How Clinton Could Win
Adam Nagourney offers a “bruising scenario” by which Hillary Clinton could still pull out the Democratic nomination. It’s not a particularly novel one; indeed, it’s the one that Clinton has been banking on for weeks: the superdelegates put her over the top.
There are about 800 of them, and they are going be weighing two main arguments: Mr. Obama’s contention that the Democratic rank-and-file has expressed its will and superdelegates shouldn’t overturn it, and Mrs. Clinton’s brief that she offers the party the best chance to defeat Senator John McCain, the Arizona Republican, this fall.
Mr. Obama’s side of the argument has become almost unassailable, while Mrs. Clinton’s is, at the least, open to debate. Mrs. Clinton’s best hope now is that Mr. Obama, as a candidate, suffers a political collapse akin to what has happened to the subprime mortgage market, a view shared by aides in both campaigns.
While this is presented as something akin to the apocalypse, recall that this is precisely the role envisioned by party elders when they gave themselves this role. If there’s a clearcut favorite among the nominating electorate, the superdelegates merely ratify the outcome of the primaries and caucuses. If not, then they use their influence to pick the candidate they believe best serves the party’s interest. Certainly, if Obama somehow become obviously inviable between now and the convention, the party wouldn’t want him as their standard bearer.
Nagourney posits that the fallout from the controversy over Obama’s pastor, Jeremiah Wright’s, racially charged comments could do the trick. Or that landslide wins by Clinton in Pennsylvania, Indiana, and Puerto Rico would demonstrate that Obama can’t win blue collar whites or Hispanics.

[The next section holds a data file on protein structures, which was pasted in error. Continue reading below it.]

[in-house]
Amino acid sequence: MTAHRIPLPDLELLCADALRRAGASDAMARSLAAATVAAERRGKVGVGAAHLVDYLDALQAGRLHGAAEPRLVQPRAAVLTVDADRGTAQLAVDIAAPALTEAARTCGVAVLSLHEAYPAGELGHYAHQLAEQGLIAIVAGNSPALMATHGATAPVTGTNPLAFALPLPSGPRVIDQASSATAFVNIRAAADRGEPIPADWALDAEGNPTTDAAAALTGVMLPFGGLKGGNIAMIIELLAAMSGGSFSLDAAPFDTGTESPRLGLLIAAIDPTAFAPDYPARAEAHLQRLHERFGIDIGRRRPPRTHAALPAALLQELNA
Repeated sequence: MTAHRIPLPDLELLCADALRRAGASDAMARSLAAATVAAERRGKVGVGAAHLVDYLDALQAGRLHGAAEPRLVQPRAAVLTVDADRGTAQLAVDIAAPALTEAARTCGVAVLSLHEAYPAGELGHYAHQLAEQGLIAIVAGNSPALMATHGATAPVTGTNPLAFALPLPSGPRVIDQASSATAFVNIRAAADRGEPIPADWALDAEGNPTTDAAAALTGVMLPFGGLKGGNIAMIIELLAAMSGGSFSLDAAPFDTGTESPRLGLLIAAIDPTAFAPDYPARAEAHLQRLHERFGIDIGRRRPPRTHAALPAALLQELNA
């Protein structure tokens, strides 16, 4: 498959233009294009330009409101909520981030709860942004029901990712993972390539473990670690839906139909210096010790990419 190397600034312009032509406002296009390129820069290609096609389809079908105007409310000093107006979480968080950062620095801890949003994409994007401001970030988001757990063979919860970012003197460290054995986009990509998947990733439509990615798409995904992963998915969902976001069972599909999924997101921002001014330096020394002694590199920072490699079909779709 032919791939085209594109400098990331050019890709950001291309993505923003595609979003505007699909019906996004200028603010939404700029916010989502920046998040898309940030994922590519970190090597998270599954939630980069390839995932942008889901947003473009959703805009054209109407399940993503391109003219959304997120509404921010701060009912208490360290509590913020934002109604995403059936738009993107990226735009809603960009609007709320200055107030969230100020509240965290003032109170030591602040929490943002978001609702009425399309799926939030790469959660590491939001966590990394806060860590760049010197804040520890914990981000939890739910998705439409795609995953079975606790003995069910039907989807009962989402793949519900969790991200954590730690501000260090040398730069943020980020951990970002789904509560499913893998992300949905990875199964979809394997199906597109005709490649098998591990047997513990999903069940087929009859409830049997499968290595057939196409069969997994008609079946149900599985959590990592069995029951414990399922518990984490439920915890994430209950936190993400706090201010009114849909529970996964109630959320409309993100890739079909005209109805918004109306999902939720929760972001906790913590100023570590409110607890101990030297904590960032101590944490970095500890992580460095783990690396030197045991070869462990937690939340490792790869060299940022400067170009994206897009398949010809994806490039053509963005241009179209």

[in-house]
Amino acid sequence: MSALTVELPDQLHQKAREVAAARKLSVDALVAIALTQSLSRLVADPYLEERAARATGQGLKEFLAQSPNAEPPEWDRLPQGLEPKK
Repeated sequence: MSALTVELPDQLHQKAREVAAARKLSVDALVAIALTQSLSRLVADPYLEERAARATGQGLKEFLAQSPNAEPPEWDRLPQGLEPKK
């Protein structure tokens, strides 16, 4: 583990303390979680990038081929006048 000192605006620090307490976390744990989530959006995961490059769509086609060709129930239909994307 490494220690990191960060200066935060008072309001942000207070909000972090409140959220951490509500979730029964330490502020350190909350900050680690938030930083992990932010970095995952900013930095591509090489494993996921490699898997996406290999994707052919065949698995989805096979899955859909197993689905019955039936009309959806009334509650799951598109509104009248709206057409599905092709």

At the same time, however, the fact that Obama has more delegates and has won more states has hardly escaped the superdelegates.
Superdelegates are, by nature, political animals. They appreciate the potential political price if they are perceived as overturning the will of voters, and blocking what so many Democrats view as a historic candidate. They are also hungry to win the White House and, in many cases, more committed to the success of the Democratic Party than to the fortunes of any specific candidate. They surely will pause if polls two months from now show Mr. McCain with a sudden and sizable lead over Mr. Obama.
This, however, is unlikely. A Gallup poll released yesterday seems to indicate that the Wright controversy had little lasting impact. Obama has moved from a 44-48 deficit to a 47-46 lead in the head-to-heads with Clinton. In a hypothetical matchup with McCain, he’s gone from a 46-44 lead to a 44-47 deficit while Clinton has gone from a 47-45 lead to a 45-47 deficit.
All these are variations within the margin of error. Unless something happens to break these trends dramatically in Clinton’s favor, the superdelegates are likely to go mostly to Obama. If there’s an Obama collapse, they’ll step in and hand the nomination to Clinton. Which, again, is precisely what they are supposed to do when no clear winner emerges from the primary process.